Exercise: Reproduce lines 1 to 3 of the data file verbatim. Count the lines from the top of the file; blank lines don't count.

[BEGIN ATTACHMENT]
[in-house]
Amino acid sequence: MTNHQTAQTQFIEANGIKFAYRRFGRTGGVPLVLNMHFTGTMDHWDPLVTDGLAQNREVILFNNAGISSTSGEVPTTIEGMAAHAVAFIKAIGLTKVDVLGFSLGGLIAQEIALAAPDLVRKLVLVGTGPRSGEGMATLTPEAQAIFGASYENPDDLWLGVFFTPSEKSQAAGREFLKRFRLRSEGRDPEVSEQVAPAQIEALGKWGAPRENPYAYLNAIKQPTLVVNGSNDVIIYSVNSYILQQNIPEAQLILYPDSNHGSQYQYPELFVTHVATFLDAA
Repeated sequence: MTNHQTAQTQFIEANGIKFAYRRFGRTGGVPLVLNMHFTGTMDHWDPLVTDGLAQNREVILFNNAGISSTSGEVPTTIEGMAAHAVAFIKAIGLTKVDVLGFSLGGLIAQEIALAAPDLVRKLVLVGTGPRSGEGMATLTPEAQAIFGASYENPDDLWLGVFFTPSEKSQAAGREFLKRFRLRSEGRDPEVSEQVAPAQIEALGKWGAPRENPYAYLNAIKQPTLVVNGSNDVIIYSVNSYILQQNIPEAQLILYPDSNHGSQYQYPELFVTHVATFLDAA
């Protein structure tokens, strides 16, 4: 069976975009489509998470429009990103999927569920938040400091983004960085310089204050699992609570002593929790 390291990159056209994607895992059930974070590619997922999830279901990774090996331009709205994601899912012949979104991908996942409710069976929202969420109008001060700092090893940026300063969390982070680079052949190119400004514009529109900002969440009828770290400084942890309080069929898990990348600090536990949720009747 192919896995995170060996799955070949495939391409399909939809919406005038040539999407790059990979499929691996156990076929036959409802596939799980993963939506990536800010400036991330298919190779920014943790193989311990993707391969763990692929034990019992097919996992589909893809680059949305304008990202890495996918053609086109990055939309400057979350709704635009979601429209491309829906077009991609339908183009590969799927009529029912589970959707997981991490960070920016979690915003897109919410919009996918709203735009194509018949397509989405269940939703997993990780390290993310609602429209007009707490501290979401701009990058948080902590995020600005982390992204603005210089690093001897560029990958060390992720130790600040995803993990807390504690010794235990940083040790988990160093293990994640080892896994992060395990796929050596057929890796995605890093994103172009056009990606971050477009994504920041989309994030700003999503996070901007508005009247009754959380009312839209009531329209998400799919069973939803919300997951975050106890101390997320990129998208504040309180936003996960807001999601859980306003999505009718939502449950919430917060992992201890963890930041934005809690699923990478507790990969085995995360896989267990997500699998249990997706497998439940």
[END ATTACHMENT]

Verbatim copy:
[in-house]
Amino acid sequence: MTNHQTAQTQFIEANGIKFAYRRFGRTGGVPLVLNMHFTGTMDHWDPLVTDGLAQNREVILFNNAGISSTSGEVPTTIEGMAAHAVAFIKAIGLTKVDVLGFSLGGLIAQEIALAAPDLVRKLVLVGTGPRSGEGMATLTPEAQAIFGASYENPDDLWLGVFFTPSEKSQAAGREFLKRFRLRSEGRDPEVSEQVAPAQIEALGKWGAPRENPYAYLNAIKQPTLVVNGSNDVIIYSVNSYILQQNIPEAQLILYPDSNHGSQYQYPELFVTHVATFLDAA
Repeated sequence: MTNHQTAQTQFIEANGIKFAYRRFGRTGGVPLVLNMHFTGTMDHWDPLVTDGLAQNREVILFNNAGISSTSGEVPTTIEGMAAHAVAFIKAIGLTKVDVLGFSLGGLIAQEIALAAPDLVRKLVLVGTGPRSGEGMATLTPEAQAIFGASYENPDDLWLGVFFTPSEKSQAAGREFLKRFRLRSEGRDPEVSEQVAPAQIEALGKWGAPRENPYAYLNAIKQPTLVVNGSNDVIIYSVNSYILQQNIPEAQLILYPDSNHGSQYQYPELFVTHVATFLDAA